my wife today was parking downtown, a junkie would not leave here alone wanted -spare some change crap that they always do, she said he would not leave her alone says he was very aggressive :swear: :swear: :cuss: :cuss: daaam i wish i was there with here, -guess thats ok with you leftwinger types- :swear: good thing is with all that rich money going into all these new 1 million plus condos the city has no choice but to clean up these scum bags the best they can
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Re: Mayor Wants Homeless Criminalized

Postby csm » Feb 27th, 2018, 10:46 am

Well, should give you all an easy choice for who to NOT vote for in the next municipal election. The way he is going, he will make the Lieberal fold in no time!
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Re: Mayor Wants Homeless Criminalized

Postby Mtn Biker » Feb 27th, 2018, 3:35 pm

I see the hatred continues. My previous comments all taken down, not sure why?? Anyhow, Kelowna citizens must be proud to be such an inclusive community minded town. Seems that way by all the positive attitudes and sunshine being spread in this uplifting, empowering thread.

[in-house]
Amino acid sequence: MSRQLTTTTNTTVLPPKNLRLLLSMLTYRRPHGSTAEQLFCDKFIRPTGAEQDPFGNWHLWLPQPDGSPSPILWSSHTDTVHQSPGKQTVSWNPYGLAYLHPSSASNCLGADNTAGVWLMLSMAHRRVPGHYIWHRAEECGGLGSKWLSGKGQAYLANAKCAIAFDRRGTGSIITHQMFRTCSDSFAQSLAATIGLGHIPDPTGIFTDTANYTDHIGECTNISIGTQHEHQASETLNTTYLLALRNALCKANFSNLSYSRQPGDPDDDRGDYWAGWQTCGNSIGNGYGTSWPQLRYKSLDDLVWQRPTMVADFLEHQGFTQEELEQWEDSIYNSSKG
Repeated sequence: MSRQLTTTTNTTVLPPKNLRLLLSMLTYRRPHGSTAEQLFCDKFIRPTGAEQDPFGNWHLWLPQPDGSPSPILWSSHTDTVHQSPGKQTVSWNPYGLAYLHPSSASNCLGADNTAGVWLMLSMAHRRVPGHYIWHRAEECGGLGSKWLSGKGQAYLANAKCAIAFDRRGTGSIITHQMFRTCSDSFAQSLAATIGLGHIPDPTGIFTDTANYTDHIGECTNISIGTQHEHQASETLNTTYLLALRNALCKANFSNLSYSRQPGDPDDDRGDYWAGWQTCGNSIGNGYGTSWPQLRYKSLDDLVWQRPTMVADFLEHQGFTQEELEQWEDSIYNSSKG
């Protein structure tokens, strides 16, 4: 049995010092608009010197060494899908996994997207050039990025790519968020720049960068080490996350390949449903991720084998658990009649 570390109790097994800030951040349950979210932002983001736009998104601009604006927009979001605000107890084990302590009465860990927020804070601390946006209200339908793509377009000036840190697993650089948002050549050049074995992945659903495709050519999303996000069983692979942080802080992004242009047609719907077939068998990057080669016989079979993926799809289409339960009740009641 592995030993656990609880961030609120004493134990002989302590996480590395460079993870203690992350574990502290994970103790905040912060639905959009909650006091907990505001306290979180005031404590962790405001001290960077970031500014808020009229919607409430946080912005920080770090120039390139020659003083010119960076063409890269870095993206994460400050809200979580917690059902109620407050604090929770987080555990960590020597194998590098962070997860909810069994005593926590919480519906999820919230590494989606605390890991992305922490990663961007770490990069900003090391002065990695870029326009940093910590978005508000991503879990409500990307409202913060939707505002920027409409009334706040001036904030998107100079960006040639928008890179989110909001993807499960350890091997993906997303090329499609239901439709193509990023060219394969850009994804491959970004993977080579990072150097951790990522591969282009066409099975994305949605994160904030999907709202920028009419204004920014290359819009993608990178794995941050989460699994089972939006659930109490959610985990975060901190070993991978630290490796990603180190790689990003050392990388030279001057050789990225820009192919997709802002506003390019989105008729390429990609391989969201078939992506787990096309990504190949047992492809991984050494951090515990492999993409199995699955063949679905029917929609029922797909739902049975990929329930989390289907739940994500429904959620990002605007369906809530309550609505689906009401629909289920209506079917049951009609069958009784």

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Re: Mayor Wants Homeless Criminalized

Postby CapitalB » Feb 27th, 2018, 3:42 pm

the truth wrote: the city has no choice but to clean up these scum bags the best they can


The only way to "clean up" this problem and those people would be to insert them into a government run program that would help them with their mental illness / addiction / lack of job / home / social / and family support networks. People with these things don't end up on the streets, they end up on a couch, the end up with the people that care for them, they eventually overcome their problems. People that have none of those privileges are at a significant disadvantage.

These are people alone and adrift in our communities. They aren't villains they are victims, its unfortunate that they inconvenience 'us' but as far as they're concerned its survival.
So much of the violent push-back on everything progressive and reformist comes down to: I can see the future, and in this future I am not the centre of the universe and master of all that I survey, therefore this future must be resisted at all costs.